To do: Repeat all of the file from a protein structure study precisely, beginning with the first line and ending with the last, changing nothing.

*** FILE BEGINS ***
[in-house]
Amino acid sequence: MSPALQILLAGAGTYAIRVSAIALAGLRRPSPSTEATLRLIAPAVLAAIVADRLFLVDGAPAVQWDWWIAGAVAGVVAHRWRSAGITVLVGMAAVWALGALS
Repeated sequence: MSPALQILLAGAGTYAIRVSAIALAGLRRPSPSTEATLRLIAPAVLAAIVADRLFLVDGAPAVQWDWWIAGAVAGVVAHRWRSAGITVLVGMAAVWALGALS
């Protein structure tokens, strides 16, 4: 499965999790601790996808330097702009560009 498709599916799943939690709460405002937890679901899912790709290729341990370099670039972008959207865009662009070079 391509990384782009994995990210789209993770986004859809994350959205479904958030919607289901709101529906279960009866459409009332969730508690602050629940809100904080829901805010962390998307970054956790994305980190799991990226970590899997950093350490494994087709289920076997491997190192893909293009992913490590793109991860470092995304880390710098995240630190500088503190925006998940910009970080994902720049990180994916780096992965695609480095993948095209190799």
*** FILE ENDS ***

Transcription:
[in-house]
Amino acid sequence: MSPALQILLAGAGTYAIRVSAIALAGLRRPSPSTEATLRLIAPAVLAAIVADRLFLVDGAPAVQWDWWIAGAVAGVVAHRWRSAGITVLVGMAAVWALGALS
Repeated sequence: MSPALQILLAGAGTYAIRVSAIALAGLRRPSPSTEATLRLIAPAVLAAIVADRLFLVDGAPAVQWDWWIAGAVAGVVAHRWRSAGITVLVGMAAVWALGALS
């Protein structure tokens, strides 16, 4: 499965999790601790996808330097702009560009 498709599916799943939690709460405002937890679901899912790709290729341990370099670039972008959207865009662009070079 391509990384782009994995990210789209993770986004859809994350959205479904958030919607289901709101529906279960009866459409009332969730508690602050629940809100904080829901805010962390998307970054956790994305980190799991990226970590899997950093350490494994087709289920076997491997190192893909293009992913490590793109991860470092995304880390710098995240630190500088503190925006998940910009970080994902720049990180994916780096992965695609480095993948095209190799």